Do you possess any evidence of corporate fraud? If so, you can consider becoming a whistleblower. Whether you are a current employee, a former employee, an auditor, a consultant, or a competitor, blowing the whistle against a company for its illegal activities can make authorities aware of practices that violate the law. Also, you can do the same when an entity’s activity endangers patients, steals taxpayer funds, or cheats investors. The whistleblowing programs of the government contain different rules and regulations that can impact the whistleblower’s ability to qualify for an award.
Can You Be a Whistleblower?
To be a whistleblower, you need to have specific and detailed information about significant fraud against the government, as well as violations against commodity law, securities law, or tax laws. As a whistleblower, you qualify for protection against job retaliation and rewards in some cases.
In the private sector, you can get job protection and rewards in some kinds of cases under the False Claims Act and The Dodd-Frank Act. The False Claims Act protects you from discrimination, suspension, harassment, or termination after reporting a violation under the act. Also, The Dodd-Frank Act makes it illegal for employers to retaliate against whistleblowers.
Should You Hire an Attorney?
A lawyer should file a whistleblower claim in New Jersey with the Securities and Exchange Commission (SEC) or the Commodity Futures Trading Commission (CFTC), so you can remain anonymous under the Dodd-Frank Act. If you want to be a whistleblower, it is a great idea to call a lawyer with extensive experience handling successful whistleblower cases before you take any action. The best attorney can evaluate your situation and give you advice on the best and safest course you can take based on your circumstances.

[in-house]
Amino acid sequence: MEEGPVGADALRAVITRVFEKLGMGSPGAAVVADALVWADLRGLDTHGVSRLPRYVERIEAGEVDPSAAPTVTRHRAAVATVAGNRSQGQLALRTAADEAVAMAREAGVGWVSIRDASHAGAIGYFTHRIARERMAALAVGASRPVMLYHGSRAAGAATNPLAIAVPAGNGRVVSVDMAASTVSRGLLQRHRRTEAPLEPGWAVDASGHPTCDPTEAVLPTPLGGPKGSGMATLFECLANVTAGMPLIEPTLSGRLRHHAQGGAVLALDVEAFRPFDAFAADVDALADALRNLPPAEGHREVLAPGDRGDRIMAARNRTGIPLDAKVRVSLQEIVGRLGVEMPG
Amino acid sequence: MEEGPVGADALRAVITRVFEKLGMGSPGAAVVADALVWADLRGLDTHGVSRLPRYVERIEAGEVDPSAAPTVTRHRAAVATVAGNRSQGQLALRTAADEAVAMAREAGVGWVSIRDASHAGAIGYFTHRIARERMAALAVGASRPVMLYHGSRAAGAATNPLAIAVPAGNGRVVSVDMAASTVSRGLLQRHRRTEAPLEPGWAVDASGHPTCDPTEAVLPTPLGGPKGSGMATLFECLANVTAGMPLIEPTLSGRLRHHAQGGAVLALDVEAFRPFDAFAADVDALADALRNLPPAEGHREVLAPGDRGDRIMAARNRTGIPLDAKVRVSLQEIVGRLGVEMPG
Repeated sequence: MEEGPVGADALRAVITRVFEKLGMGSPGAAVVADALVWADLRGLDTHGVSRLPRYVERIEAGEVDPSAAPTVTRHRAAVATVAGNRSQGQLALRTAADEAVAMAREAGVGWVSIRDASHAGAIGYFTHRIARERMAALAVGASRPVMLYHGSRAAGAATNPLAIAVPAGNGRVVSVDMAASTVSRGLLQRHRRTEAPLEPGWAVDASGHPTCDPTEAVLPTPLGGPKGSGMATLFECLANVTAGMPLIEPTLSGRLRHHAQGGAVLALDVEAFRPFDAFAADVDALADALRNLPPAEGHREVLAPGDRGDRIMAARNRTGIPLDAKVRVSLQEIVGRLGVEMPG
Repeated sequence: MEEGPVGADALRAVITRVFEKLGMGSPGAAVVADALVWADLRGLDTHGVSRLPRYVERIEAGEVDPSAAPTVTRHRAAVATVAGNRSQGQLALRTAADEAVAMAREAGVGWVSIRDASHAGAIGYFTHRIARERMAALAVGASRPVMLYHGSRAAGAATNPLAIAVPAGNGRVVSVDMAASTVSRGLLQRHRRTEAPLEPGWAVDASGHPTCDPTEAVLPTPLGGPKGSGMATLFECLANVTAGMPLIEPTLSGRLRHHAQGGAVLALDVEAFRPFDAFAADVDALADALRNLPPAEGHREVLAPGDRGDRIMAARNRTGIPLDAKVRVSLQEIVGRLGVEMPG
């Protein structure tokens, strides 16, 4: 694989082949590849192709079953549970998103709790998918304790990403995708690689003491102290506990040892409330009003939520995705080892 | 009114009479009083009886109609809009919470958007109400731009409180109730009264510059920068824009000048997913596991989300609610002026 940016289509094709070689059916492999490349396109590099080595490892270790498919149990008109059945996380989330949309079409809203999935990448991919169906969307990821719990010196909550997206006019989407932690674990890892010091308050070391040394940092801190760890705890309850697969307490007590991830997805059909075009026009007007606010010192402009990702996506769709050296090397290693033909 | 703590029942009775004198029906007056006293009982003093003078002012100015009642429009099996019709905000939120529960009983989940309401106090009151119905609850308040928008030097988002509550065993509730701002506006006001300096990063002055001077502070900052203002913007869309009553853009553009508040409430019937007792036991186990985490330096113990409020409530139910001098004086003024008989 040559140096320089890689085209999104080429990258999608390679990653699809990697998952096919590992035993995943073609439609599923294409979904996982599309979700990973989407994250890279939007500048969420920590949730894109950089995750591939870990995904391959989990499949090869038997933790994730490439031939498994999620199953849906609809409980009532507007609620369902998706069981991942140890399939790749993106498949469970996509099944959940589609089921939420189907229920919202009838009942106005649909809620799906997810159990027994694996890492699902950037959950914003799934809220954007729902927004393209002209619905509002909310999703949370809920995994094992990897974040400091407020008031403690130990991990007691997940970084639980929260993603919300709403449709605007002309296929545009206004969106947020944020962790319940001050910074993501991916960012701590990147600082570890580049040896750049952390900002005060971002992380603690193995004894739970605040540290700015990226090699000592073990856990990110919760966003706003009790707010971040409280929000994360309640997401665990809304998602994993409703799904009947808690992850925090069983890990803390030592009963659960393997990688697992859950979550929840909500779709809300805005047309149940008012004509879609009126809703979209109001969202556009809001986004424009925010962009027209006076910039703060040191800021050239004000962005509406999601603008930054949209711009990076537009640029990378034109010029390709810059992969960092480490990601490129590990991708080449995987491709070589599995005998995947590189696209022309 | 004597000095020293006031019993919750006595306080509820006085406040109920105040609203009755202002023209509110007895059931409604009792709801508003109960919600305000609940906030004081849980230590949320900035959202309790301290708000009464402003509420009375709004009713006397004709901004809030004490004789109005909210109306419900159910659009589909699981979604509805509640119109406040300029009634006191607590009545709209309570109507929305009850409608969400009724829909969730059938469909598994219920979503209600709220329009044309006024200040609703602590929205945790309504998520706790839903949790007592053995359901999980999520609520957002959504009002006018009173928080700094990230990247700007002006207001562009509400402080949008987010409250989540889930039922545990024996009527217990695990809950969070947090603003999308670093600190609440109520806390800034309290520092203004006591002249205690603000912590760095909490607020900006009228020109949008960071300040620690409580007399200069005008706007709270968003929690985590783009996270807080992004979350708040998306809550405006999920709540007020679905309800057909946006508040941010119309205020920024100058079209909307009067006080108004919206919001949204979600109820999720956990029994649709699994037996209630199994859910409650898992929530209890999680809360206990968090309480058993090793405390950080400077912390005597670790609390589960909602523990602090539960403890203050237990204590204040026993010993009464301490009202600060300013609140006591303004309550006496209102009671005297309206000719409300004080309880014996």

The majority of whistleblower lawyers work on a contingency fee basis, which means you only pay them if they can win your case and you can get a reward. Your attorney can also suggest some options on how you can proceed at your workplace.
Remaining Anonymous as a Whistleblower
Your anonymity depends on the type of allegation you may need to report. While you may not be able to stay completely anonymous with other laws, you can protect your confidentiality by filing a whistleblower claim under a law that offers strict protection for confidentiality. Aside from the False Claims Act and the Dodd-Frank Act, the IRS tax whistleblower law can also protect your confidentiality.